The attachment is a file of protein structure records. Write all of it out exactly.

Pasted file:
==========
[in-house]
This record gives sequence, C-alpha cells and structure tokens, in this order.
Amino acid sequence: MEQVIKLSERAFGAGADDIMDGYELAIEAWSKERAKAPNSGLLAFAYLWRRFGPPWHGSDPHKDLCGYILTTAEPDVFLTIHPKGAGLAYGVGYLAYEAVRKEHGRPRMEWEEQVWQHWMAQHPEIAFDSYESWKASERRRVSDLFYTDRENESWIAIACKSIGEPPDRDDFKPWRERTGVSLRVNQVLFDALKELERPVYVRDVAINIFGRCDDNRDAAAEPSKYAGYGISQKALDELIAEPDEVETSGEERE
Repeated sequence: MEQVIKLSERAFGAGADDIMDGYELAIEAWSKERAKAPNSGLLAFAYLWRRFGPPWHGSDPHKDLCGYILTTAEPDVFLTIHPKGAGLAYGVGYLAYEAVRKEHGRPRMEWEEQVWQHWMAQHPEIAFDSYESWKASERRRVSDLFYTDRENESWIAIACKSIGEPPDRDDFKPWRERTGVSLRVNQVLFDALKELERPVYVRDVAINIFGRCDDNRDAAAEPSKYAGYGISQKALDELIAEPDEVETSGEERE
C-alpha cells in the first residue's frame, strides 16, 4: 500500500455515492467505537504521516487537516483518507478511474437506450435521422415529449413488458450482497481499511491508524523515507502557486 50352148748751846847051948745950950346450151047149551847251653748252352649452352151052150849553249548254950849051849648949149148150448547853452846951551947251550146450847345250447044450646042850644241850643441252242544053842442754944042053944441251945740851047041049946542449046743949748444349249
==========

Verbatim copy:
[in-house]
This record gives sequence, C-alpha cells and structure tokens, in this order.
Amino acid sequence: MEQVIKLSERAFGAGADDIMDGYELAIEAWSKERAKAPNSGLLAFAYLWRRFGPPWHGSDPHKDLCGYILTTAEPDVFLTIHPKGAGLAYGVGYLAYEAVRKEHGRPRMEWEEQVWQHWMAQHPEIAFDSYESWKASERRRVSDLFYTDRENESWIAIACKSIGEPPDRDDFKPWRERTGVSLRVNQVLFDALKELERPVYVRDVAINIFGRCDDNRDAAAEPSKYAGYGISQKALDELIAEPDEVETSGEERE
Repeated sequence: MEQVIKLSERAFGAGADDIMDGYELAIEAWSKERAKAPNSGLLAFAYLWRRFGPPWHGSDPHKDLCGYILTTAEPDVFLTIHPKGAGLAYGVGYLAYEAVRKEHGRPRMEWEEQVWQHWMAQHPEIAFDSYESWKASERRRVSDLFYTDRENESWIAIACKSIGEPPDRDDFKPWRERTGVSLRVNQVLFDALKELERPVYVRDVAINIFGRCDDNRDAAAEPSKYAGYGISQKALDELIAEPDEVETSGEERE
C-alpha cells in the first residue's frame, strides 16, 4: 500500500455515492467505537504521516487537516483518507478511474437506450435521422415529449413488458450482497481499511491508524523515507502557486 50352148748751846847051948745950950346450151047149551847251653748252352649452352151052150849553249548254950849051849648949149148150448547853452846951551947251550146450847345250447044450646042850644241850643441252242544053842442754944042053944441251945740851047041049946542449046743949748444349249